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3 Important Details in the New Individual Coverage HRA Regs

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Take Health Command has had a front-row seat on federal agency efforts to draft and complete the new individual coverage health reimbursement arrangement (ICHRA) regulations.

The Dallas-based startup already provides compliance services, employee enrollment services and other support services for the new ICHRA’s older sibling: the qualified small employer HRA (QSEHRA). The firm’s basic package of QSEHRA services costs $15 per employee per month.

Now the company is looking at the new ICHRA administration opportunity.

(Related: New Final HRA Regs Could Help Brokers Reach Employees)

If the regulations posted Thursday take effect as written and work as drafters at the Internal Revenue Service, the Employee Benefits Security Administration and the U.S. Department of Health and Human Services, employers will be able to use ICHRAs provide cash that employees can use to buy their own major medical coverage starting in January 2020.

Employers may be able to start moving employees into ICHRA programs for 2020 coverage this fall.

Under federal regulations, QSEHRAs were available only to small employers. The new ICHRAs will be available to employers of all sizes.

Jack Hooper, Take Command Health’s chief executive officer, said in a statement that he likes the look of the new regulations for ICHRAs, and for a related type of health account, excepted benefit HRAs. “We are excited to see their impact play out in the market,” Hooper said.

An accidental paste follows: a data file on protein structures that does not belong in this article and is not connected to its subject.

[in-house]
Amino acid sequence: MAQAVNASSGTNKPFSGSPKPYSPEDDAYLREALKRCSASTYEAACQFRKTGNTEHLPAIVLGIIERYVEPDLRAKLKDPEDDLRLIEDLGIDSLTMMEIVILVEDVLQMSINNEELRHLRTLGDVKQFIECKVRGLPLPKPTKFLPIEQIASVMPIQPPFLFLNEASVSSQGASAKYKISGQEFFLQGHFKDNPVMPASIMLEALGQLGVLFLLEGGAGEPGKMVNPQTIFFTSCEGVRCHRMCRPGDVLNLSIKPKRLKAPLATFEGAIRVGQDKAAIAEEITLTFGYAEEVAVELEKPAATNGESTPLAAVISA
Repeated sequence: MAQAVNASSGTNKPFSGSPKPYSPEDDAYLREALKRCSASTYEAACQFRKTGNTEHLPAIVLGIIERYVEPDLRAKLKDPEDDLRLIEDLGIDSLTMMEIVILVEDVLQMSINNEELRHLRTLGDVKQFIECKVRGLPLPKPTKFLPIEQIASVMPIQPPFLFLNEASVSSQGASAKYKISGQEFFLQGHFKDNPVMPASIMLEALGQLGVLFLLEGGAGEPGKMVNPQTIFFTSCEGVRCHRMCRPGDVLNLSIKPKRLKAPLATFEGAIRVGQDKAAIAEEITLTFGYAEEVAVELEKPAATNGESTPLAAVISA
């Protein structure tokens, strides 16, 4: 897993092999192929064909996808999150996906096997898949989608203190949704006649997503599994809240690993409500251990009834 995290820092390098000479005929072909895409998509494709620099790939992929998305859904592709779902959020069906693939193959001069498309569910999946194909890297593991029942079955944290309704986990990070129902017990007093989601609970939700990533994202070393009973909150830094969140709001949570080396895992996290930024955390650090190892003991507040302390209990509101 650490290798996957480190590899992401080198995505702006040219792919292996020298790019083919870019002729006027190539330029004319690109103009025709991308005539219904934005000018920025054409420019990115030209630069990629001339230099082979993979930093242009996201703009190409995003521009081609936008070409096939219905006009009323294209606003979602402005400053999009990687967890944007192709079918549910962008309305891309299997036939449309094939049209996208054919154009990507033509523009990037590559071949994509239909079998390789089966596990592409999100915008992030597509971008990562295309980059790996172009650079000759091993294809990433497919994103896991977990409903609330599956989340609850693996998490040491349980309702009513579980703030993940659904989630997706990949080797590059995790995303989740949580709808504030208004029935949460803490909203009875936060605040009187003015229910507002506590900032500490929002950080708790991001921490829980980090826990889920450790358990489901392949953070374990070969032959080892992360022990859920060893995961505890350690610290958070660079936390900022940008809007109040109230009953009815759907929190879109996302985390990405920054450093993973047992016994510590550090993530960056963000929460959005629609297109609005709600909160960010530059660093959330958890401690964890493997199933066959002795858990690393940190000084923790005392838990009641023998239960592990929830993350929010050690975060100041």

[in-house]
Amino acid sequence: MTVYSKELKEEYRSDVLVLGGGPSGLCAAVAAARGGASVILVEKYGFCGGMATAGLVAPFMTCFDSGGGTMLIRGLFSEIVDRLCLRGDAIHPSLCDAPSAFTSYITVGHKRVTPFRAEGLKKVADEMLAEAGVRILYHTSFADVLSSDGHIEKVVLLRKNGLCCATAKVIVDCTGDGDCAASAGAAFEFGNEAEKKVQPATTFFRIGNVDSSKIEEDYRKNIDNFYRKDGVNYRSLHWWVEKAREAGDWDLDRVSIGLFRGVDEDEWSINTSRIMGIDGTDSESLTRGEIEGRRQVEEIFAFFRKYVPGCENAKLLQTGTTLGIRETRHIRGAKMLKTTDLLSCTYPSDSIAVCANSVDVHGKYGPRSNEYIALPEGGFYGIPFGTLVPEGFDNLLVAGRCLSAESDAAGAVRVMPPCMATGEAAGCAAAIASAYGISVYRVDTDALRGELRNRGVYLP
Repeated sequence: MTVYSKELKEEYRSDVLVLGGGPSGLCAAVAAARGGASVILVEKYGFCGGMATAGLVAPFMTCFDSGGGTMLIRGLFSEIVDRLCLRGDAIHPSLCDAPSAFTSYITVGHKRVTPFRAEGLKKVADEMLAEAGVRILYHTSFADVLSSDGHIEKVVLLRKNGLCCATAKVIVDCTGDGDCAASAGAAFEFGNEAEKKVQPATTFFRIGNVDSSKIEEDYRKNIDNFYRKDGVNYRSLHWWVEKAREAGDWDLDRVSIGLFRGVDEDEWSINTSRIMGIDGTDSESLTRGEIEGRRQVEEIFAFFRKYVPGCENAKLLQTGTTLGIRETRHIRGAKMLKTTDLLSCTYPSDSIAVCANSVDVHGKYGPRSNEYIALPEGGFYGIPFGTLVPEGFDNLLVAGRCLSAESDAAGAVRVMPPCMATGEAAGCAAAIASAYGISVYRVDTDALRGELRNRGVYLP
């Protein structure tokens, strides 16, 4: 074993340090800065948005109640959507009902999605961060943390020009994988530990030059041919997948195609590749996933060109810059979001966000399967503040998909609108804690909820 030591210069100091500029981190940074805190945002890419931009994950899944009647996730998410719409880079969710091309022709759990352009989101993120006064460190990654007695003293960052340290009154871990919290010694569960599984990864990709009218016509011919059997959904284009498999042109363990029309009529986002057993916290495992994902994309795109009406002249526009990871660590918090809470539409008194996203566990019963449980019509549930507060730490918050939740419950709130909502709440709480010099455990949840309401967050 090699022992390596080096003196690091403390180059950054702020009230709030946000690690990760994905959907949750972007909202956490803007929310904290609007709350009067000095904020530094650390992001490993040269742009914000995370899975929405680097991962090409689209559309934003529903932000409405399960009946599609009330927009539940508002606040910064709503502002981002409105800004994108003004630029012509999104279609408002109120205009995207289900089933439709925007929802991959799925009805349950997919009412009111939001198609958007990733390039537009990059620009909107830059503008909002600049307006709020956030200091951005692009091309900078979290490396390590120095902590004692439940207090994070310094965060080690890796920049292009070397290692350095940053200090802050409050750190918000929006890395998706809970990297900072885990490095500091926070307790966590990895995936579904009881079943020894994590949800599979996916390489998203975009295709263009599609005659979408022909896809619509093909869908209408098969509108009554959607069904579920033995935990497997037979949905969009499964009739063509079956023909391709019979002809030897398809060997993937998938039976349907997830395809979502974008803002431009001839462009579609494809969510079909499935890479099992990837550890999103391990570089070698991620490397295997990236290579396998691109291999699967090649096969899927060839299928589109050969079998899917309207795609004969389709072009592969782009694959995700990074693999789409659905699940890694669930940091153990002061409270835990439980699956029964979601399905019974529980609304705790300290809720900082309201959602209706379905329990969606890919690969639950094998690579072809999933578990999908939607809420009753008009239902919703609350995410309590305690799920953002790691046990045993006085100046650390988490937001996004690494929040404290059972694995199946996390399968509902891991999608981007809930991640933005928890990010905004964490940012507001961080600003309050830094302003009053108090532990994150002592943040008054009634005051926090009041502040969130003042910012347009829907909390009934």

Here are three details Hooper noticed when he read the final regulations, according to a blog entry he posted today.

1. There are no ICHRA employer contribution limits.

The QSEHRA contribution limits are about $5,000 for single coverage and about $10,000 for a family.

2. Employees that suddenly move into either a QSEHRA or ICHRA program will be eligible for an individual major medical coverage special enrollment period.

Federal officials, state insurance regulators, insurers and Affordable Care Act exchange programs developed an “open enrollment period” system, or limits on when people can buy individual coverage without having a special reason to do so, in an effort to keep healthy people from waiting until they get sick to pay for coverage.

Federal regulators have been having the individual major medical open enrollment period run from Nov. 1 through Dec. 15 for the past few years.

The new ICHRA means that, if an employer finally gets its ICHRA program running in April, or June, employees will be able to use their ICHRA money to buy individual health coverage.

3. Regulators are using ICHRA program size rules to try to minimize the risk that employers will use ICHRA programs to shift sicker or older employers out of their traditional health plans.

In most cases, for example, employers with fewer than 100 employees will have to have at least 10 employees in an ICHRA class, and employers with more than 200 employees will have to have at least 20 employees in an ICHRA class, Hooper writes.

“We understand the regulators’ desire to limit adverse selection, but wish these had remained a little more flexible,” Hooper writes.


A preview version of the new final rule is available here.

A copy of the Take Command Health analysis of the final rule is available here.

— Read Does DOL’s HRA Proposal Go Far Enough? Bloink & Byrnes Go Thumb to Thumbon ThinkAdvisor.

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